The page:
I think creating a network of tiny vacation cabins that families could buy into or work/share would work. Some people just buy in as investors, others as vacationer’s. During non member times could be rented out to digital nomads. .
Hey Charlie (:
Interesting experiment. One piece of feedback I can give you from my personal analysis of Cabin related to gaining members and demographics, as you say, is this: I find Cabin intriguing because in theory, it’s an antithesis to individualism and capitalism in North America.
However, I personally find one crucial piece missing which is the history of colonialism and imperialism on this continent. Cabin was founded, it seems, to address some crucial problems in society: loneliness, disconnection from the surrounding nature and land and one another. These problems are deeply connected with the society’s collective focus on money, things and economy (rather than the well-being of the people), and the reason North America was colonized in the first place.
My point being that the problems North American society faces today originated a long time ago, and Cabin’s story feels incomplete without reflecting and learning from those pieces.
Thanks for the feedback! Check out our vision doc, (Cabin | Building Cabin’s Network City) particularly these sections:
- “Why we’re building a city”
- “Culture, Economy, Governance”
- “Next 500 Years”
We’ve thought and written a lot about the questions you’re raising and agree that they are an important part of Cabin’s story : )
Did you explore the option of offering people to rent/purchase a tiny home with a membership/use of land instead of their regular rental for their primary place of residence?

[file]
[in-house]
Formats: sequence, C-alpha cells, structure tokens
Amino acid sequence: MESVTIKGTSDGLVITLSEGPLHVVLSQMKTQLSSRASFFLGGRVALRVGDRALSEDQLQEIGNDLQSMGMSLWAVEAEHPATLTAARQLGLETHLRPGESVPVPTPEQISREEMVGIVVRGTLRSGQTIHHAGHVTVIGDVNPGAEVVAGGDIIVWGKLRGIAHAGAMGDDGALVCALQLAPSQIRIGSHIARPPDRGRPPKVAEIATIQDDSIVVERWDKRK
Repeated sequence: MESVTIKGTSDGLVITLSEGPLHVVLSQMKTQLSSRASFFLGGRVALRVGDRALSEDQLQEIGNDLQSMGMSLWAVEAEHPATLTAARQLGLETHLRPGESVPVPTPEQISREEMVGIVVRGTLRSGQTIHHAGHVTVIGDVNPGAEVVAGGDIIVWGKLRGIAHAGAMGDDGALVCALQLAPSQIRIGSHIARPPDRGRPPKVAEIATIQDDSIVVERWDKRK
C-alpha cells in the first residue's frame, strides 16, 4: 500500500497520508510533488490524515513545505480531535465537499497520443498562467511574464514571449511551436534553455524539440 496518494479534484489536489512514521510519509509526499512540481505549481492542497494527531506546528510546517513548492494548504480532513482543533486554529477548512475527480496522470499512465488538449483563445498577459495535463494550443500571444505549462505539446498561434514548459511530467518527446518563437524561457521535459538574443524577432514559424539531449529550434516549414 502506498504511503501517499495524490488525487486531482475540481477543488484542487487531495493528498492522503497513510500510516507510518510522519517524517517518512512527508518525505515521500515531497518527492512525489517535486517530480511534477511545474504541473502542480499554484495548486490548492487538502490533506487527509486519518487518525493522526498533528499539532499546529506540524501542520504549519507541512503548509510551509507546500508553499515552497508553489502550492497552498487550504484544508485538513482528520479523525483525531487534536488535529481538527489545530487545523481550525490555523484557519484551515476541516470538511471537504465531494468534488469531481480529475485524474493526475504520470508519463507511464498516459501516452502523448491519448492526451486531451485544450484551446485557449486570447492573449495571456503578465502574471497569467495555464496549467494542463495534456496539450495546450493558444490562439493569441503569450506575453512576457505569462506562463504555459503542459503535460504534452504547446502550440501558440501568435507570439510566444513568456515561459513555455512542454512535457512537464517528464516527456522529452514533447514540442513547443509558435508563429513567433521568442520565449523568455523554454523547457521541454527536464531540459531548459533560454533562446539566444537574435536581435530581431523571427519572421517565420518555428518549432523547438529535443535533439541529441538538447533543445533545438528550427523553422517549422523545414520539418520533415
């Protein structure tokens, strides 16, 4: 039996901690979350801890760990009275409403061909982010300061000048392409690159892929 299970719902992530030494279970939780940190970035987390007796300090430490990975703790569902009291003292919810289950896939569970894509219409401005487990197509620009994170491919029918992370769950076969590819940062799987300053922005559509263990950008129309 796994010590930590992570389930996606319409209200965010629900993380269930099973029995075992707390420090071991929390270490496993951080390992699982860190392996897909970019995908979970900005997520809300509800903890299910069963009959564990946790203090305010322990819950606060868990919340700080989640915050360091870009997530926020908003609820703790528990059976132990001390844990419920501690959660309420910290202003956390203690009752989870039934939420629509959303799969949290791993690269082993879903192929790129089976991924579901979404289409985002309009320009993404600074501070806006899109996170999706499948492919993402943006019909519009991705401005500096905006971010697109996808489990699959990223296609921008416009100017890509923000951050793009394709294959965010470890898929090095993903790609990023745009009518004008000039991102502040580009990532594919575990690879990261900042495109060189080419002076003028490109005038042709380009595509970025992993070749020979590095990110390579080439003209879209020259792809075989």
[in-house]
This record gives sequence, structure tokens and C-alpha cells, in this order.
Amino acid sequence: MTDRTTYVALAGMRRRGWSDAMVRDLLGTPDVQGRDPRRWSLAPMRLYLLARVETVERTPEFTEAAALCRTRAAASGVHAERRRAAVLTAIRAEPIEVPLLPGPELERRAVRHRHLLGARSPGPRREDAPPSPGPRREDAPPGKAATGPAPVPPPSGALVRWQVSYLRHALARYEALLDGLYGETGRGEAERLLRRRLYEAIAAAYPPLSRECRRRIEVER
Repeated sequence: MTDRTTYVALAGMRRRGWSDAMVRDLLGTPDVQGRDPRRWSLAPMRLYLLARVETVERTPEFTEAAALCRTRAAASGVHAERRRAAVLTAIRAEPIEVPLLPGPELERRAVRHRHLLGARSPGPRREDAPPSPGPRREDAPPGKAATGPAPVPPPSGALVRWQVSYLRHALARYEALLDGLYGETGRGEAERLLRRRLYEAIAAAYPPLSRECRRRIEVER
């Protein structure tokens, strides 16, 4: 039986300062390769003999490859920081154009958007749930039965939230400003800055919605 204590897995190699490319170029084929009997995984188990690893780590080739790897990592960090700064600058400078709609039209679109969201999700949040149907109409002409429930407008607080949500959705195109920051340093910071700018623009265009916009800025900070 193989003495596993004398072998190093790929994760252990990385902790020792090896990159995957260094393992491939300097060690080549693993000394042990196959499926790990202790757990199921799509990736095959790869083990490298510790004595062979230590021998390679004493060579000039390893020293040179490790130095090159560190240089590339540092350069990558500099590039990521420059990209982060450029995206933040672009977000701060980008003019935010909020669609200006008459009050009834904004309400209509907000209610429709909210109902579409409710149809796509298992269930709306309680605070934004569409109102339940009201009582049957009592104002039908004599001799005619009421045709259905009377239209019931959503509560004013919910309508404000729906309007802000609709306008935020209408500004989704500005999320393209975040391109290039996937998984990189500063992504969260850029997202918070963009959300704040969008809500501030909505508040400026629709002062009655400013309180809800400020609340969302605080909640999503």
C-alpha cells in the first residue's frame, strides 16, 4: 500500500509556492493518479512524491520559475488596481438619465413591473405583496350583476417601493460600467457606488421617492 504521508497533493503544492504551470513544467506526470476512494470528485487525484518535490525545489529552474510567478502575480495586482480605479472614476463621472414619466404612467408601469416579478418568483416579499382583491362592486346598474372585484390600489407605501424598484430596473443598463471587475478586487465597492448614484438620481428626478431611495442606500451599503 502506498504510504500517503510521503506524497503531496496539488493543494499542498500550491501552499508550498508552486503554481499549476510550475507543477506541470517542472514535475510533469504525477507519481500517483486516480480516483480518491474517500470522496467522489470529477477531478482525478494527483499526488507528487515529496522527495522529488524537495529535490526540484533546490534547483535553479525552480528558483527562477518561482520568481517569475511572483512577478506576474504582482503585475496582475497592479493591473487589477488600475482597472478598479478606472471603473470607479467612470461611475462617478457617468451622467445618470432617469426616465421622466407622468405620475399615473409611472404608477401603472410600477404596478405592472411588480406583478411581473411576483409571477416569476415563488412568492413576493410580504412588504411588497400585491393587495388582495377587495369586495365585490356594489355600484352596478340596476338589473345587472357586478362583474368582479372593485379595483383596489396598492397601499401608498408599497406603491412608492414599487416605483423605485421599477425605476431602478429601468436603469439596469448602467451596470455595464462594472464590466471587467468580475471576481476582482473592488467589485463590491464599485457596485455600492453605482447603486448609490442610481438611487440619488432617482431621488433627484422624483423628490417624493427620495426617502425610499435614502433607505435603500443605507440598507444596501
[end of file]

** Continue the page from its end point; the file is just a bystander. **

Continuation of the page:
Are tiny houses legal in Austin ideally without permits? (assuming they are not? :/)
I wonder if it’s something that will be a success for the existing demographic of the experiment. My guess is yes.
Hey Alice, we did not explore the option you’re bringing up.
If I understand you correctly, you’re talking about turning Neighborhood Zero into a place where people can park their tiny homes on wheels. That’s an interesting idea as it would help grow the number of homes on the property in a capital-light way—Neighborhood Zero would generate revenue with each new home, but would still require the upfront investment of installing new infrastructure (electrical, septic, water).
What we opted to pivot to instead was expanding the membership to all citizens across the network. Now each citizen gets 7 nights at Neighborhood Zero included in their membership.
Something to consider.
Perhaps for the next pivot.
I’ll be joining the Cabin meeting in less than an hour, guess I’ll see you there?